U.S. Congress will consider a bill to give Treasury authority to issue a digital dollar

U.S. Congress will consider a bill to give Treasury authority to issue a digital dollar

Congressman Stephen Lynch has introduced a bill in Congress, the “Electronic Currency and Secure Hardware Act (ECASH),” which directs the U.S. Treasury to test the software, hardware, and network technology to launch the digital dollar.

The main problem with the issuance and circulation of digital currency by the U.S. Central Bank is that the Federal Reserve (Fed) is not capable of managing retail accounts. In the traditional financial structure, it is given the role of the center of the U.S. monetary system. However, this position also imposes significant limitations on the Fed – it has only a certain number of “master accounts” for large financial operators.

The Fed is made up of 12 federal reserve banks, which are located in major cities. All other entities – whether individuals, corporations or smaller financial players – have access to the Fed’s ledger through financial intermediaries.

A different model would require the Fed to become a retail bank, build the necessary infrastructure, and radically change its composition and mission. It would also put the Fed in direct competition with banks and credit unions and could divert capital from the private sector, especially in times of stress. The bill’s co-author, Associate Professor of Law Rohan Grey, said:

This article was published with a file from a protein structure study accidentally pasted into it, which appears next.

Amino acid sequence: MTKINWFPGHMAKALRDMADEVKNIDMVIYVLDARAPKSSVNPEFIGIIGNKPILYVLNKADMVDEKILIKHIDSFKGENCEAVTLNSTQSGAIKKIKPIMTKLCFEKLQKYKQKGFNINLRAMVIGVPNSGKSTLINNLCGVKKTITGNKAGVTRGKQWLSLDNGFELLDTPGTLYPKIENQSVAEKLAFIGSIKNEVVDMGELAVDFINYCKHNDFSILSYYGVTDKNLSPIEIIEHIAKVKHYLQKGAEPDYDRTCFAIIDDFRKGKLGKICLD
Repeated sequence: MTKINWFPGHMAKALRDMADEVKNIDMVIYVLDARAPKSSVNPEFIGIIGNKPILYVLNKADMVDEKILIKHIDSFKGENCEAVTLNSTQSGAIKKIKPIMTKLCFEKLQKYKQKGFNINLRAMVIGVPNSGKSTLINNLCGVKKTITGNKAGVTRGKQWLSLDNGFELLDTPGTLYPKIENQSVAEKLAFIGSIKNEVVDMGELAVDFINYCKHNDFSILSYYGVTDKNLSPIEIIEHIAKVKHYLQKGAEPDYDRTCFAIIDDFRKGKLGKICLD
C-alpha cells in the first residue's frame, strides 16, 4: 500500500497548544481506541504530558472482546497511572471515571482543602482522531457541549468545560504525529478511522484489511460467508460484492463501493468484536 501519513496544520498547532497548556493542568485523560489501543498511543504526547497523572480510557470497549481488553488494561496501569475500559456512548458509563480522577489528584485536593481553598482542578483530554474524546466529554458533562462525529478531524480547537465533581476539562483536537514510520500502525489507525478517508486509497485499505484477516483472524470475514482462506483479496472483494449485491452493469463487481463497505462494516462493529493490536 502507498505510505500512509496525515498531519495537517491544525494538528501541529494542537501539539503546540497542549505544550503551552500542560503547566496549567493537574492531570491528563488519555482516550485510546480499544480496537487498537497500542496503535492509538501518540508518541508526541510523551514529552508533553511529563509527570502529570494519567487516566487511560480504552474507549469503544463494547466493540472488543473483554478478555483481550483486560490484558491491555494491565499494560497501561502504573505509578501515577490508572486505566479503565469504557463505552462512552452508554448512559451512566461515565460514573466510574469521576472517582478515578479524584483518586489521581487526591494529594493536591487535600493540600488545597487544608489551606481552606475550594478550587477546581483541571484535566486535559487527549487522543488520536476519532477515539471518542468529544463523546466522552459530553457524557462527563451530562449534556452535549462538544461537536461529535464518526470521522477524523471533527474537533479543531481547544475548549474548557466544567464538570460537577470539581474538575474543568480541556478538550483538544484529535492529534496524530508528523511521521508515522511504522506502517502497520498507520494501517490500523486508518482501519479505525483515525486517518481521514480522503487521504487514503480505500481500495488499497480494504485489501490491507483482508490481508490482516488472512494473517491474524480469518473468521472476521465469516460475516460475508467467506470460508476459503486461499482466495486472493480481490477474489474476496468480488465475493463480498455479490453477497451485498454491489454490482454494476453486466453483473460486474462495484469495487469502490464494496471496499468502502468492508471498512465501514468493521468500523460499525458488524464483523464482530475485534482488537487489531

“The Fed is probably right when they say they don’t have the competence to provide retail services. And if they don’t provide retail banking services, they can’t provide retail CBDCs and they’re not capable of issuing them. But they’re wrong to say that the government doesn’t have that capability, because the Treasury provides those services all the time”.

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Written by Renat
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